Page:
Thomas Joscelyn and Bill Roggio, “Taliban justifies 9/11 attack, blaming America’s ‘interventionist policies’,” FDD’s Long War Journal, July 23, 2019. (https://www.longwarjournal.org/archives/2019/07/taliban-justifies-9-11-attack-blaming-americas-interventionist-policies.php)
 “Taliban says ending the war in Afghanistan is ‘very necessary,’” CBS News, August 22, 2019. (https://www.cbsnews.com/news/taliban-say-ending-the-war-in-afghanistan-is-very-necessary/)
 @suhailshaheen1, “Excerpts from my interview with CBSNews are taken out of context. I had told them about the account of first days of 9/11, not their later admissions. CBS should correct this.” Twitter, August 22, 2019. (https://twitter.com/suhailshaheen1/status/1164630577716350976)
 National Commission on Terrorist Attacks Upon the United States, “The 9/11 Commission Report,” July 22, 2004, pages 64-65. (http://govinfo.library.unt.edu/911/report/911Report.pdf)
 Ibid., page 65.
 Ibid., page 66.
 Ibid., page 110.
 Ibid., page 66.
 Ibid., p. 67.
 See the Rewards for Justice page for Faruq al-Suri: “Faruq al-Suri,” Rewards for Justice, accessed September 18, 2019. (https://rewardsforjustice.net/english/faruq_al_suri.html). Al-Suri’s role as a trainer at al-Qaeda’s al-Faruq camp has been confirmed in official jihadist biographies. See, for example: Thomas Joscelyn, “Al Nusrah Front video features veteran al Qaeda military leader,” FDD’s Long War Journal, March 24, 2014. (https://www.longwarjournal.org/archives/2014/03/_works_for_top_al.php)
 The 9/11 Commission Report, page 157.
 The 9/11 Commission Report, page 226.
 The 9/11 Commission Report, page 234.
 Ibid. Three other hijackers received training at the Khaldan camp, which was “another large basic training facility located near Kabul.”
 The 9/11 Commission Report, page 251.
 The 9/11 Commission Report, page 93.
 The 9/11 Commission Report, page 111.
 The 9/11 Commission Report, page 115.
 See also: The 9/11 Commission Report, pages 121-122. In retaliation for the U.S. Embassy bombings, the Clinton administration conducted airstrikes in Afghanistan. On August 22, Mullah Omar reportedly “told a working-level State Department official that the strikes were counterproductive but added that he would be open to dialogue with the United States on bin Laden’s presence Afghanistan.” During a meeting with the U.S. ambassador to Pakistan, William Milam, “Taliban delegates said it was against their culture to expel someone seeking sanctuary but asked what would happen to Bin Laden should he be sent to Saudi Arabia.” However, when Prince Turki asked Mullah Omar in September 1998 “whether he would keep his earlier promise to expel Bin Laden, the Taliban leader said no.” This led to a shouting match between the two. Mullah Omar denounced the Saudi government, and “Riyadh then suspended its diplomatic relations with the Taliban regime.”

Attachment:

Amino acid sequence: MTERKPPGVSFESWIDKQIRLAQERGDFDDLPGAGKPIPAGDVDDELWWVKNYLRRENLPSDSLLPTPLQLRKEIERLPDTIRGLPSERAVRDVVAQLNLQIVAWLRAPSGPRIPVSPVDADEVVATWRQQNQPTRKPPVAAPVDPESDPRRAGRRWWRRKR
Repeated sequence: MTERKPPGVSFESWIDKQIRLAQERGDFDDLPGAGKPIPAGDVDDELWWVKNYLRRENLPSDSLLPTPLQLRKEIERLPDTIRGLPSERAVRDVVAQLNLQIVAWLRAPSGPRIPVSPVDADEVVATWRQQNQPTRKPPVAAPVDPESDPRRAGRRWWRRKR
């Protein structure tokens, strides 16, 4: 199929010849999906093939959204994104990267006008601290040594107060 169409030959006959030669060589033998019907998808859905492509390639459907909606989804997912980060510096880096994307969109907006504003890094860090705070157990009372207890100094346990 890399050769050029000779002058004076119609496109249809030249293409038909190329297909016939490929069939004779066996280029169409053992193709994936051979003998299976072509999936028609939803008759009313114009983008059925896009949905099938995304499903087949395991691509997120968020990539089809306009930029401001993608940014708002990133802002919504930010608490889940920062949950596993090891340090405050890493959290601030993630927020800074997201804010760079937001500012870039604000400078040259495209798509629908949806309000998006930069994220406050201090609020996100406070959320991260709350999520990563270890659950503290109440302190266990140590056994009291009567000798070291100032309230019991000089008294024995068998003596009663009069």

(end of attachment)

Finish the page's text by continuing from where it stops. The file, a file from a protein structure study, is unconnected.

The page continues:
The 9/11 Commission Report, page 123.
 9/11 Commission Report, page 125.
 The 9/11 Commission Report, page 125.
 The 9/11 Commission Report, page 126.
 “Mullah Omar – in his own words,” The Guardian (UK) September 26, 2001. (https://www.theguardian.com/world/2001/sep/26/afghanistan.features11)
 Ambassador Zalmay Khalilzad, Testimony before the House Committee on Foreign Affairs Subcommittee on Asia and the Pacific and Subcomittee on Terrorism, Nonproliferation, and Trade, July 12, 2016. (https://www.govinfo.gov/content/pkg/CHRG-114hhrg20742/html/CHRG-114hhrg20742.htm)
 Passages in this paragraph and elsewhere throughout this testimony were adapted from a piece I co-authored earlier this year. See: Thomas Joscelyn and Bill Roggio, “Trump’s Bad Deal with the Taliban, Politico, March 18, 2019. (https://www.politico.com/magazine/story/2019/03/18/donald-trump-afghanistan-zalmay-khalilzad-225815)
 Thomas Joscelyn, “Well-connected jihadist tweets, then deletes, explanation of al Qaeda’s oath to Mullah Omar,” FDD’s Long War Journal, July 30, 2014. (https://www.longwarjournal.org/archives/2014/07/well-connected_jihad.php)
 For a discussion of these historical ties and more, see: Vahid Brown and Don Rassler, Fountainhead of Jihad: The Haqqani Nexus, 1973-2012 (New York: Columbia University Press, 2013).
 Thomas Joscelyn and Bill Roggio, “Osama Bin Laden’s Files: ‘Very strong military activity in Afghanistan’,” FDD’s Long War Journal, February 27, 2015. (https://www.longwarjournal.org/archives/2015/02/osama-bin-ladens-files-very-strong-military-activity-in-afghanistan.php)
 Dan Lamothe, “‘Probably the largest’ al-Qaeda training camp ever destroyed in Afghanistan,” The Washington Post, October 30, 2015. (https://www.washingtonpost.com/news/checkpoint/wp/2015/10/30/probably-the-largest-al-qaeda-training-camp-ever-destroyed-in-afghanistan/)
 U.S. Department of Defense, Operation Freedom’s Sentinel, “Lead Inspector General Report to the United States Congress,” January 1, 2019 – March 31, 2019, page 26. (https://media.defense.gov/2019/Aug/05/2002166644/-1/-1/1/Q2FY2019_LEADIG_OFS_REPORT.PDF)
 Ibid., p. 25.